Differences in baseline covariates are not intrinsically a bad thing. Given the small sample size, and the possible number of "covariates" compared, it's almost a certainty one or more will show "imbalance" - but that's just an artifact of an uncontrolled familywise error rate - and hey, what's the primary endpoint anyway?
It's most useful to think of the randomization assumption not as balancing a possibly infinite list of covariates, but balancing their "average effect" on each group; exactly the rationale for propensity matching. Stephen Senn has written extensively on this issue as one of the major "myths" of clinical trials - and we must infer by the convention of "treated" and "control" that this is a randomized study. https://onlinelibrary.wiley.com/doi/abs/10.1002/sim.5713
Dr. Senn goes on the explain that imbalance is much different from confounding, since even if the variable is associated with the outcome, it is theoretically unrelated to randomization, unless there is some kind of conditional analysis such as in the "per protocol" population. In spite of all this, adjustment prevails as the superior way to handle imbalance because, given the variable conditioned upon is prognostic - i.e. it actually predicts the outcome - the tendency is to increase power. Variables that are not strongly predictive of the response tend to attenuate the power of the test when adjusted willy nilly.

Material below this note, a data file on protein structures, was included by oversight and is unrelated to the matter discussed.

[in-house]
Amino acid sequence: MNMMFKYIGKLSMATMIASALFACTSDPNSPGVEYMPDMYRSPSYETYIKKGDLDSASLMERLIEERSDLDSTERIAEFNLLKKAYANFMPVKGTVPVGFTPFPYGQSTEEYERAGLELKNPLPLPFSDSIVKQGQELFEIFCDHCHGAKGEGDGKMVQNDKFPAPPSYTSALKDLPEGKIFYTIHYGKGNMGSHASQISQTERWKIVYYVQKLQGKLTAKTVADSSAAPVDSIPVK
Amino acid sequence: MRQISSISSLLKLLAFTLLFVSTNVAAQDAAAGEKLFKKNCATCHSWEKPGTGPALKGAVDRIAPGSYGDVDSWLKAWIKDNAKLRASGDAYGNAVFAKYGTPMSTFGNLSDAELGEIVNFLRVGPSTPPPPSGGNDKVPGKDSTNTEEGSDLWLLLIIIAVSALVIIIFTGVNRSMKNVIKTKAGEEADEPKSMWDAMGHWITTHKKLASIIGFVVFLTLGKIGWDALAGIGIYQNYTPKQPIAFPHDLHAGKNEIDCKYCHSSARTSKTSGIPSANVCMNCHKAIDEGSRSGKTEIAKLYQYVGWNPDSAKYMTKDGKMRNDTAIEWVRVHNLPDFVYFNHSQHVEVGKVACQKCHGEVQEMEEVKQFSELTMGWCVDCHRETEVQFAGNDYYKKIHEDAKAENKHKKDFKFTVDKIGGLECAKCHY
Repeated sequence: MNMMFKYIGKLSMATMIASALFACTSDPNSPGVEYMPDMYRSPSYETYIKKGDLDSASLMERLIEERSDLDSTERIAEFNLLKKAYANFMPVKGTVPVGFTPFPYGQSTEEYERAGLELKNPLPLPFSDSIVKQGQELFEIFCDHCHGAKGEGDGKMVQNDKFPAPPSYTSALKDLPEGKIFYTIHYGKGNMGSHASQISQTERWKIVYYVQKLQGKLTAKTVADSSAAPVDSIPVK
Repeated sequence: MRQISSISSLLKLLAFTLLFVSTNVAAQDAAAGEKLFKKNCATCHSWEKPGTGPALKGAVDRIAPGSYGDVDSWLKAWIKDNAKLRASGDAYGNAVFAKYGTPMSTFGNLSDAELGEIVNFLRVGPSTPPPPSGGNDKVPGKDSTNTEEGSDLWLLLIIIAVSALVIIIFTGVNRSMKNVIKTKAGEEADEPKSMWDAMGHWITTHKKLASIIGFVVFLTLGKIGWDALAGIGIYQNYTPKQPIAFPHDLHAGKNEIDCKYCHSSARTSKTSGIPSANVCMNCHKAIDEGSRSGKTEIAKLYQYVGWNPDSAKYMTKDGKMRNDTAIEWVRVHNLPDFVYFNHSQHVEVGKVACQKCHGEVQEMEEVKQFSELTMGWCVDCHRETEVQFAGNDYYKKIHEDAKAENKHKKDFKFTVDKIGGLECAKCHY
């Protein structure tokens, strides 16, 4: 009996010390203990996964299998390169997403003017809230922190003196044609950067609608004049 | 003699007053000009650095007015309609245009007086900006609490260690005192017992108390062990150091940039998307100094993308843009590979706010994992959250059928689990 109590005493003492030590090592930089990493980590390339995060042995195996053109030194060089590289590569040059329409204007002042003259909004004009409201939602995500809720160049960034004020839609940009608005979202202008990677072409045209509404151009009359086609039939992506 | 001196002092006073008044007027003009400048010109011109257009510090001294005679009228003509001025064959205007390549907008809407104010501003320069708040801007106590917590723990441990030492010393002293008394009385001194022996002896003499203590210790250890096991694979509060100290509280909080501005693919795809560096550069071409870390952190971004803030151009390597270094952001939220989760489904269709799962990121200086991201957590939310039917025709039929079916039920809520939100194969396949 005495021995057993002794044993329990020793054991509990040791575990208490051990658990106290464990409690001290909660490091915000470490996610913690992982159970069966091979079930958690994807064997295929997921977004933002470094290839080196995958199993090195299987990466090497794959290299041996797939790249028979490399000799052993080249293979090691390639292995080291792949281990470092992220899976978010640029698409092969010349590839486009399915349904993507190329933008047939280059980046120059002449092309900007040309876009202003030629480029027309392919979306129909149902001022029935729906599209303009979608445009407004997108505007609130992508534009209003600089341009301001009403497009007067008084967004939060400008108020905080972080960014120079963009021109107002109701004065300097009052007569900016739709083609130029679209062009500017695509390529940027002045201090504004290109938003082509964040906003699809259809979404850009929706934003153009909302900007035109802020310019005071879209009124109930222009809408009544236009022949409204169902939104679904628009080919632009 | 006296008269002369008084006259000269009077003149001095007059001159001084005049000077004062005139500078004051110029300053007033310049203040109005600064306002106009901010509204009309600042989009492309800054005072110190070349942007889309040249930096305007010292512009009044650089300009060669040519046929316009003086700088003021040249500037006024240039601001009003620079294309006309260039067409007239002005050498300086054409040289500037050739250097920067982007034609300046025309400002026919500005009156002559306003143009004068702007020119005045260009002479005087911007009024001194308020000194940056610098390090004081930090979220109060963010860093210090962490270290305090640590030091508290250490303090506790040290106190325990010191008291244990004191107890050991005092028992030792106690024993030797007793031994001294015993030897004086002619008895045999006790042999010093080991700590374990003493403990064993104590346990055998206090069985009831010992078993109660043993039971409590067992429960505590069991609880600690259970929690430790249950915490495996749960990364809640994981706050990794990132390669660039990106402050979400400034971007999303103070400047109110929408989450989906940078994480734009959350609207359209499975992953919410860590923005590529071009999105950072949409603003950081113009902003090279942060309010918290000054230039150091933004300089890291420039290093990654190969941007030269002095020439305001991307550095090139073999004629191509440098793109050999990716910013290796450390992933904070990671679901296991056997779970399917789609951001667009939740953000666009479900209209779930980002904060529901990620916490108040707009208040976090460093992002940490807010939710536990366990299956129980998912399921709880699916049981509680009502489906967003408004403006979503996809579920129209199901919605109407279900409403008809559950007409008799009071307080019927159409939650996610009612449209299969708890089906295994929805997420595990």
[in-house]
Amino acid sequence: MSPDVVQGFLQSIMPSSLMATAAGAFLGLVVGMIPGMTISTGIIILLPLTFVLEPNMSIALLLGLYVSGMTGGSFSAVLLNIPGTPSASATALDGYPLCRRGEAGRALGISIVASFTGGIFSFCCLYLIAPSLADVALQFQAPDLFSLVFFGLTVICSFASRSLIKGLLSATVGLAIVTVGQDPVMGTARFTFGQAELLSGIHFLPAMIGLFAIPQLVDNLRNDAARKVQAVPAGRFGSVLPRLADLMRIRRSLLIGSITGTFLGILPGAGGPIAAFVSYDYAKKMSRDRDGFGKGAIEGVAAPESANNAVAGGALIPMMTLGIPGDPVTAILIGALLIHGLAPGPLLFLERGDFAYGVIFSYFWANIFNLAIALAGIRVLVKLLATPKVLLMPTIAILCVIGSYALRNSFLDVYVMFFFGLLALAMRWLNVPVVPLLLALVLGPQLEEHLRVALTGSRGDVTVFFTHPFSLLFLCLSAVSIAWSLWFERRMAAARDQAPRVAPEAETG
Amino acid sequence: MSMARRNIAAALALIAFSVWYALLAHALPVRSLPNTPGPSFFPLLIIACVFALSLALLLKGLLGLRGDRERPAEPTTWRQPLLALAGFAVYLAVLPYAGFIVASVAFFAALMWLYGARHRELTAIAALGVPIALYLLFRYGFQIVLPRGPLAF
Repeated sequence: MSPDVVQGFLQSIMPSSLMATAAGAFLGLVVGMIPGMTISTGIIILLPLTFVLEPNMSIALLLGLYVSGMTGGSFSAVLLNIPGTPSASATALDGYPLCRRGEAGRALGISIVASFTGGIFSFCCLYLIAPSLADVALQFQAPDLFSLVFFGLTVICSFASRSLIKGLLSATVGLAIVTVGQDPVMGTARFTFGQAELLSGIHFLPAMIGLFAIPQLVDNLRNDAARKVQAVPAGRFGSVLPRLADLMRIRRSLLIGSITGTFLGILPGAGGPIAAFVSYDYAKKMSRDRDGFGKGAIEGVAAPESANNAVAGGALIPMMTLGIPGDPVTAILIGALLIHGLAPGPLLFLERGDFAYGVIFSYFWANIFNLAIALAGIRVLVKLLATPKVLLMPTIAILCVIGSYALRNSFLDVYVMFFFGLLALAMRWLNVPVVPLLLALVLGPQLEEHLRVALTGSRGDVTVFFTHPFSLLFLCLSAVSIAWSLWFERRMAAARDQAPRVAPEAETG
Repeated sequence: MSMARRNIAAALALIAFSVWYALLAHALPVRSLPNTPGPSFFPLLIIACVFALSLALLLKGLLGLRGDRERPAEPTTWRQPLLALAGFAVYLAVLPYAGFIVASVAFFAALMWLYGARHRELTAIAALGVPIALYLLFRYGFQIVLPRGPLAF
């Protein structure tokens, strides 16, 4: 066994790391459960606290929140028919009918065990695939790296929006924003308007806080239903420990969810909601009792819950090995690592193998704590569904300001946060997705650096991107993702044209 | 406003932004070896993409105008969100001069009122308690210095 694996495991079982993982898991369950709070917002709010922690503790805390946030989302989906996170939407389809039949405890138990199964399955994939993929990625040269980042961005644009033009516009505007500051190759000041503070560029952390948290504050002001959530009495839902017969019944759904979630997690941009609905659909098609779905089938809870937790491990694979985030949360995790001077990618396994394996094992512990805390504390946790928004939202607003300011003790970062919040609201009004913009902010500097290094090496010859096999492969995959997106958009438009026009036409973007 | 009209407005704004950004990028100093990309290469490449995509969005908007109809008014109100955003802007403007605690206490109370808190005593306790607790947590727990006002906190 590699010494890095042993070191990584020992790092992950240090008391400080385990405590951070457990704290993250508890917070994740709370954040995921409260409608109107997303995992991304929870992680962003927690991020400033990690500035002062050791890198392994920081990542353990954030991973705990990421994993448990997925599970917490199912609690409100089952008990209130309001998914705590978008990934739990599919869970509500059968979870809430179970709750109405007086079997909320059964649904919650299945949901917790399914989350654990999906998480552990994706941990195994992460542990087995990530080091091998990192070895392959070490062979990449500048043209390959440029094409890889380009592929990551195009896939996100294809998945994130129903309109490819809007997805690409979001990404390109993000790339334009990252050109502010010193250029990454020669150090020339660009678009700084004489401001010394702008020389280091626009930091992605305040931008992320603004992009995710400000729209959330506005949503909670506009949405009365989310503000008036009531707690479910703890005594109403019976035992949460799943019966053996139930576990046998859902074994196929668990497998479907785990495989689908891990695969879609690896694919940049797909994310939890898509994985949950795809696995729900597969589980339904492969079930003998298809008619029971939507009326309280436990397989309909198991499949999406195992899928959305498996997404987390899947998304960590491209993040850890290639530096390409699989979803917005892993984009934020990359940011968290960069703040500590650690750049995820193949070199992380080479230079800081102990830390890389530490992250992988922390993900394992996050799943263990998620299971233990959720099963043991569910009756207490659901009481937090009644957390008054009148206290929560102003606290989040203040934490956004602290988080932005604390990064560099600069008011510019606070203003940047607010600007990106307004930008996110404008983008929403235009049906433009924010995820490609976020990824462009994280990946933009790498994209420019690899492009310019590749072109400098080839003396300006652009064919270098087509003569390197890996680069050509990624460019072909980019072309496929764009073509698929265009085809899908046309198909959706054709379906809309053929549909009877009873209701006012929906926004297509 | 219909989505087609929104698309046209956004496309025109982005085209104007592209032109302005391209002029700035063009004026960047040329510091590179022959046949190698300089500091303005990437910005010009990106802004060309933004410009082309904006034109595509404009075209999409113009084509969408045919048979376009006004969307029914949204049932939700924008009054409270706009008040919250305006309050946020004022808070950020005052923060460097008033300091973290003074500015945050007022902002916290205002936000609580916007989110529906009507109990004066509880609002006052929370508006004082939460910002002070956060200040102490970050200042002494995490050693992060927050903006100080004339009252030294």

But all of this goes in the bin if it's not actually a prespecified analysis. This is because you can't choose the analysis that you finally do based upon what you see in the data. Do the analysis you planned, it's probably the right one.